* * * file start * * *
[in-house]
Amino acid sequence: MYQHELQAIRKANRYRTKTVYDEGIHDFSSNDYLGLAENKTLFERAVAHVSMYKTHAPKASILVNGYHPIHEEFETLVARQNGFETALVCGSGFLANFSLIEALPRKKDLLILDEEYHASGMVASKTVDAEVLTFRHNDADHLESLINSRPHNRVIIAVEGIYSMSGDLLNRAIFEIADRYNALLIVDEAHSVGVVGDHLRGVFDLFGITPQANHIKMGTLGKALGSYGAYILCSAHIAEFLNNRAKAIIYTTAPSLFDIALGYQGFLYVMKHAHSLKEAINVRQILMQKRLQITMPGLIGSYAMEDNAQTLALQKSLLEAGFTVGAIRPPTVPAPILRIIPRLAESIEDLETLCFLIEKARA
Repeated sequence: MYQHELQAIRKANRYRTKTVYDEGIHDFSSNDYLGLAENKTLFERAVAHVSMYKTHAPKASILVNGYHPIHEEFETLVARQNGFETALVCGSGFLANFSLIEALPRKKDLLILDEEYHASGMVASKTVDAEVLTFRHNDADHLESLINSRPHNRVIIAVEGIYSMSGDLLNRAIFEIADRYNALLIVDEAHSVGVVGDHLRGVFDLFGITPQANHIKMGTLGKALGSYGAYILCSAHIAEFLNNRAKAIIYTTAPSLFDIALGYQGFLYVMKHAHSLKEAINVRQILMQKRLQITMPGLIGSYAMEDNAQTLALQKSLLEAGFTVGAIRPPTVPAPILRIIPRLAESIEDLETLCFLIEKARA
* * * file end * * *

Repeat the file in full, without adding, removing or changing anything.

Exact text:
[in-house]
Amino acid sequence: MYQHELQAIRKANRYRTKTVYDEGIHDFSSNDYLGLAENKTLFERAVAHVSMYKTHAPKASILVNGYHPIHEEFETLVARQNGFETALVCGSGFLANFSLIEALPRKKDLLILDEEYHASGMVASKTVDAEVLTFRHNDADHLESLINSRPHNRVIIAVEGIYSMSGDLLNRAIFEIADRYNALLIVDEAHSVGVVGDHLRGVFDLFGITPQANHIKMGTLGKALGSYGAYILCSAHIAEFLNNRAKAIIYTTAPSLFDIALGYQGFLYVMKHAHSLKEAINVRQILMQKRLQITMPGLIGSYAMEDNAQTLALQKSLLEAGFTVGAIRPPTVPAPILRIIPRLAESIEDLETLCFLIEKARA
Repeated sequence: MYQHELQAIRKANRYRTKTVYDEGIHDFSSNDYLGLAENKTLFERAVAHVSMYKTHAPKASILVNGYHPIHEEFETLVARQNGFETALVCGSGFLANFSLIEALPRKKDLLILDEEYHASGMVASKTVDAEVLTFRHNDADHLESLINSRPHNRVIIAVEGIYSMSGDLLNRAIFEIADRYNALLIVDEAHSVGVVGDHLRGVFDLFGITPQANHIKMGTLGKALGSYGAYILCSAHIAEFLNNRAKAIIYTTAPSLFDIALGYQGFLYVMKHAHSLKEAINVRQILMQKRLQITMPGLIGSYAMEDNAQTLALQKSLLEAGFTVGAIRPPTVPAPILRIIPRLAESIEDLETLCFLIEKARA